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Topic: RAMEND bug in HardwareSerial.cpp? (Read 7 times) previous topic - next topic


Looks like the mod was done by Mark Sproul.

There is a comment about the atmega8535 so it could be for that processor.

Bug or not it would be nice to use a smaller buffer on processors with 1K of RAM.

Coding Badly

Do you think the original programmer meant to use RAMSIZE rather than RAMEND?

My suspicion is that RAMEND was used because of an eccentricity in the the header files.  There's an E2END (EEPROM_END) but no E2SIZE.  If the developer was familiar with the EEPROM constant, I can see how one would assume there is a RAMEND but no RAMSIZE.

It does seem to be a bug to compare a memory address with a number. RAMSIZE would be the actual memory size,

I agree.  RAMSIZE is the correct constant to use.

RAMEND just happens to be the last address and could be anywhere depending on the internal memory map.

I believe on the AVR processors, RAMEND is always RAMSIZE - 1.

Bug or not it would be nice to use a smaller buffer on processors with 1K of RAM.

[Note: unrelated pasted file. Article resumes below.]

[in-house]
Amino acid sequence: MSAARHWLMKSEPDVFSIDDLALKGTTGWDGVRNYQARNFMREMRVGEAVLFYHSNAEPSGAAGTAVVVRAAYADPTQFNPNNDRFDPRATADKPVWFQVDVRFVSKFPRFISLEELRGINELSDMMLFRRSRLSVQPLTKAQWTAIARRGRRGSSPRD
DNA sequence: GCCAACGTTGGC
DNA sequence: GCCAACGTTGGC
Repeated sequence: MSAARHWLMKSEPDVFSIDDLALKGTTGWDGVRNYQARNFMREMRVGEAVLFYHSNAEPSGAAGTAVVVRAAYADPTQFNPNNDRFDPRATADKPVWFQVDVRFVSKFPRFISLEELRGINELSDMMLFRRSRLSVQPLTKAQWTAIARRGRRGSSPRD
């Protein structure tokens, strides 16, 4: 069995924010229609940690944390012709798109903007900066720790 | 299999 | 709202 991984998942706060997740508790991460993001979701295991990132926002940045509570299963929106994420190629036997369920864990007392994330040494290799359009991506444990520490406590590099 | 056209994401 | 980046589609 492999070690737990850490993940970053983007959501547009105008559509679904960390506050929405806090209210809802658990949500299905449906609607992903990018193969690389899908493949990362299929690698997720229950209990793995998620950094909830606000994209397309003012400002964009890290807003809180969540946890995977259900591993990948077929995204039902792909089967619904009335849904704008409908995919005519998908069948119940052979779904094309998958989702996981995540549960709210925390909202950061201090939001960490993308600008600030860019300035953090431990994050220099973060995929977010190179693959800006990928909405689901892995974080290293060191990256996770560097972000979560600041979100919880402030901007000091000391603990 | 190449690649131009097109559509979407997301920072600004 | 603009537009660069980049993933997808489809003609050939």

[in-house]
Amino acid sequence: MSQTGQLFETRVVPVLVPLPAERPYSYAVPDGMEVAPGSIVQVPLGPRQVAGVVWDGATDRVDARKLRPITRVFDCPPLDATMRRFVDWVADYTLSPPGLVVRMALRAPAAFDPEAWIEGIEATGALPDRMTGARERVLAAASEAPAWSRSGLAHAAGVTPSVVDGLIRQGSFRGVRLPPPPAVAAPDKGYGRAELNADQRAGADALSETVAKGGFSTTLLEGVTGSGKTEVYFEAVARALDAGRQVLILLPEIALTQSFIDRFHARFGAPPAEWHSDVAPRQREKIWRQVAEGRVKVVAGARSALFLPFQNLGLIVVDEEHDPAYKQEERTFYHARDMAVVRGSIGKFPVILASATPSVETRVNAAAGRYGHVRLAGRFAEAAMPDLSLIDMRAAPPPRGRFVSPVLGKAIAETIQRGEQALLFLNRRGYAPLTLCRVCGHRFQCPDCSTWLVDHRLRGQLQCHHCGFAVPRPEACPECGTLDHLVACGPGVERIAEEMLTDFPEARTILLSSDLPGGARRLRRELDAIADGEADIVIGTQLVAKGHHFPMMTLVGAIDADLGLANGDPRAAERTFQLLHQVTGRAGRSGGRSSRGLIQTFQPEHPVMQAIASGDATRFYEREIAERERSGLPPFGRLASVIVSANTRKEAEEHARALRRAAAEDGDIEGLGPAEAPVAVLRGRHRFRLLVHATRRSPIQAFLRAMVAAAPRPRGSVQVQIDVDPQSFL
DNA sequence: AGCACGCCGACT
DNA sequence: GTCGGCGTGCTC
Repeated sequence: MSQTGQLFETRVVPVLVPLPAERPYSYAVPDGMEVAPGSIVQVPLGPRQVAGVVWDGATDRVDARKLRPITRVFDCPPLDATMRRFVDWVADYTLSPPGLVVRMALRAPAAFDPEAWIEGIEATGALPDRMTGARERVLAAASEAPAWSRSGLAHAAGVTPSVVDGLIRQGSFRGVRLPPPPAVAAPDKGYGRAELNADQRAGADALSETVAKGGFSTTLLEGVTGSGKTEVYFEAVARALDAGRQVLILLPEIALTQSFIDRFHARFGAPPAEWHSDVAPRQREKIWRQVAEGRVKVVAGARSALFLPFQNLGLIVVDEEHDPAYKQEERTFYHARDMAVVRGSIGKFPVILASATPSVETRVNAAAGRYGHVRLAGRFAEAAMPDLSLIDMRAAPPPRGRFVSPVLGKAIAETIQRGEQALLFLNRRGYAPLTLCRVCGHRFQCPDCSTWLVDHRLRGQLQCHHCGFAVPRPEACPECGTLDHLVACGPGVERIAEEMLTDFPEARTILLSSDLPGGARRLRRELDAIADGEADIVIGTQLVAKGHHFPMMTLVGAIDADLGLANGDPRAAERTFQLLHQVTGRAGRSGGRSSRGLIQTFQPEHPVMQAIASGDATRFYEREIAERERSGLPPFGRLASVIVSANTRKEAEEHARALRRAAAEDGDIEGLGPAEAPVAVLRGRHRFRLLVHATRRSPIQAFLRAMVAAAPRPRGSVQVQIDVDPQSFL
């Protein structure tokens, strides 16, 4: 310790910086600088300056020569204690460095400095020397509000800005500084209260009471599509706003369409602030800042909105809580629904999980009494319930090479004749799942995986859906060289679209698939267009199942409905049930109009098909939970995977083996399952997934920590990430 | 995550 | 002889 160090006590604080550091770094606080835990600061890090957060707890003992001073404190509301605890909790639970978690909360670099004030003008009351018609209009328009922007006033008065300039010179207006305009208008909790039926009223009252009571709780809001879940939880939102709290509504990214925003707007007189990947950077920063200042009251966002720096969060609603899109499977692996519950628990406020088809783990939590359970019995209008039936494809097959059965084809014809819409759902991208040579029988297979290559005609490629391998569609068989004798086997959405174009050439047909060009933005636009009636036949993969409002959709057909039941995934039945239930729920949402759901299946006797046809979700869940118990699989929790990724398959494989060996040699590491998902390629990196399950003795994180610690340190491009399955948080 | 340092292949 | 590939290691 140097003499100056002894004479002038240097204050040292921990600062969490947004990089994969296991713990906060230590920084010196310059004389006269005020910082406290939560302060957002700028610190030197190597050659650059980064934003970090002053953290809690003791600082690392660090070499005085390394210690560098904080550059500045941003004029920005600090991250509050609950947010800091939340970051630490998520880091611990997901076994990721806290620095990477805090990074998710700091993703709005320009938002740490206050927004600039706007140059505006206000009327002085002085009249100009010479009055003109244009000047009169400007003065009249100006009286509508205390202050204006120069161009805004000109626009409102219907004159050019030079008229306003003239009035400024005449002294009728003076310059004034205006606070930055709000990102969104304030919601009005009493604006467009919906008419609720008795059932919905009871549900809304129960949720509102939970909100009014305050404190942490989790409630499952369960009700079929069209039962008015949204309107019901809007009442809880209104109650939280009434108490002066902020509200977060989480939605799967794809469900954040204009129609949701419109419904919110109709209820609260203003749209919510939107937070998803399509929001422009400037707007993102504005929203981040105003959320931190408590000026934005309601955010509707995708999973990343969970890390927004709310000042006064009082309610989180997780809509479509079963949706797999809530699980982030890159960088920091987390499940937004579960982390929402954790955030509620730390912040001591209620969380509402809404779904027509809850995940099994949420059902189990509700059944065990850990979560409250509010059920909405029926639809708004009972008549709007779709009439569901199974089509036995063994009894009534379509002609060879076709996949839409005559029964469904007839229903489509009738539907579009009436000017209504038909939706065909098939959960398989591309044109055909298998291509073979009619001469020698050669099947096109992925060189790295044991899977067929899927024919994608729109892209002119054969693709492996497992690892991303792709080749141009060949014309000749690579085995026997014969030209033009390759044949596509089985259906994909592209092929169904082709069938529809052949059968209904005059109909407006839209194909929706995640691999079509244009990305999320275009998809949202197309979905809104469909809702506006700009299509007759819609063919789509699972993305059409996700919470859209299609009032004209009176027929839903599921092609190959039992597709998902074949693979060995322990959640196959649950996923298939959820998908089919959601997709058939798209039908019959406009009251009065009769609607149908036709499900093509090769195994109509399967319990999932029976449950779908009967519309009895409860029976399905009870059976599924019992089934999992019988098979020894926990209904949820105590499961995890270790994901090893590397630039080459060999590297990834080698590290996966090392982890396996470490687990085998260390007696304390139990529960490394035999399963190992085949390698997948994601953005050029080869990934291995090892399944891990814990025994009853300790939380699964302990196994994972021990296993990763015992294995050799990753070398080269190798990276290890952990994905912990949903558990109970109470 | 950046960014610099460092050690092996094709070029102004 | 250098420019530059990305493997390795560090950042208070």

Unfortunately it seems that RAMSIZE isn't always defined for each processor. What is and isn't defined is a bit hit and miss :(

I can't see an easy way to improve on the code that's already there. Using RAMEND is a reasonable compromise if RAMSIZE isn't available.

Coding Badly

Code: [Select]
[glow]#if ! defined( RAMSIZE )
#define RAMSIZE ( RAMEND + 1 )

#if (RAMSIZE <= 1000)
 #define RX_BUFFER_SIZE 32
 #define RX_BUFFER_SIZE 128



I started this topic after helping a user of one of my libraries with a common problem.

The user put a Serial.println() debug statement in a sketch that will not use the UART after it is finished.  The user has a 168 Arduino.

An extra 128 bytes of receive buffer is allocated even though no serial data is read.  The use of this extra RAM caused his sketch to crash.

Too bad no buffer is allocated unless you used a serial input function like Serial.read or Serial.available.

I am working on a GPS logger where I would like more than 128 bytes for the serial buffer.  I have enabled every possible NMEA sentence from the GPS and it blasts out about 600 bytes at the start of every second.

A simple way to override the default receive buffer would help.

I started fighting serial I/O in 1971 when I designed a large terminal concentrator at one of the national labs.  I guess my struggle with serial I/O will never end.

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